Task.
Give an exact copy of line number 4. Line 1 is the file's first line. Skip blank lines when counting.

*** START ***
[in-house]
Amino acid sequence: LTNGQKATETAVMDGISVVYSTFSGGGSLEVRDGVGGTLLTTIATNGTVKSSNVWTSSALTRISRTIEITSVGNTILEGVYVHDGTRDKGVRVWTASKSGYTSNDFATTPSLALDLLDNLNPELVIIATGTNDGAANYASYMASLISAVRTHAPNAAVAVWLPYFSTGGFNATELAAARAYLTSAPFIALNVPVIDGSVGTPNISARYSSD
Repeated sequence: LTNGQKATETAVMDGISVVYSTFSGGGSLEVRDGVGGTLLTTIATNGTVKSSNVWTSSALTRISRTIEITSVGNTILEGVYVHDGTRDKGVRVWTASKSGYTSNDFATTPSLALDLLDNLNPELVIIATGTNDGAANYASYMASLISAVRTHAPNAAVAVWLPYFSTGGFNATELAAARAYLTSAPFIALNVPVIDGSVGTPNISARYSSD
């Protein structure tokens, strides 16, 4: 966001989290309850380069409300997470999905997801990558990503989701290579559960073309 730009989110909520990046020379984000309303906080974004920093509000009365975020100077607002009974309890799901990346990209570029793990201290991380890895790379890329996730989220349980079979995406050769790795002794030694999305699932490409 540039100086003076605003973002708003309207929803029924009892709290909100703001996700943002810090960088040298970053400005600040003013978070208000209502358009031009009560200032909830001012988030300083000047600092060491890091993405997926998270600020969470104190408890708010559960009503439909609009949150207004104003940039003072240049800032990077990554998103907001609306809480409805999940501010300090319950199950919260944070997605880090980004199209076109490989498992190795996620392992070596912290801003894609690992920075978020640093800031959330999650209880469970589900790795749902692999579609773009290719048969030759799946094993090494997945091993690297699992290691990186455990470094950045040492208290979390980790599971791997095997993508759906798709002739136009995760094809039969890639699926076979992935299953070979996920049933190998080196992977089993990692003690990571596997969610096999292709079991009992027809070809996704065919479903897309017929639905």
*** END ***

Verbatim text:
């Protein structure tokens, strides 16, 4: 966001989290309850380069409300997470999905997801990558990503989701290579559960073309 730009989110909520990046020379984000309303906080974004920093509000009365975020100077607002009974309890799901990346990209570029793990201290991380890895790379890329996730989220349980079979995406050769790795002794030694999305699932490409 540039100086003076605003973002708003309207929803029924009892709290909100703001996700943002810090960088040298970053400005600040003013978070208000209502358009031009009560200032909830001012988030300083000047600092060491890091993405997926998270600020969470104190408890708010559960009503439909609009949150207004104003940039003072240049800032990077990554998103907001609306809480409805999940501010300090319950199950919260944070997605880090980004199209076109490989498992190795996620392992070596912290801003894609690992920075978020640093800031959330999650209880469970589900790795749902692999579609773009290719048969030759799946094993090494997945091993690297699992290691990186455990470094950045040492208290979390980790599971791997095997993508759906798709002739136009995760094809039969890639699926076979992935299953070979996920049933190998080196992977089993990692003690990571596997969610096999292709079991009992027809070809996704065919479903897309017929639905």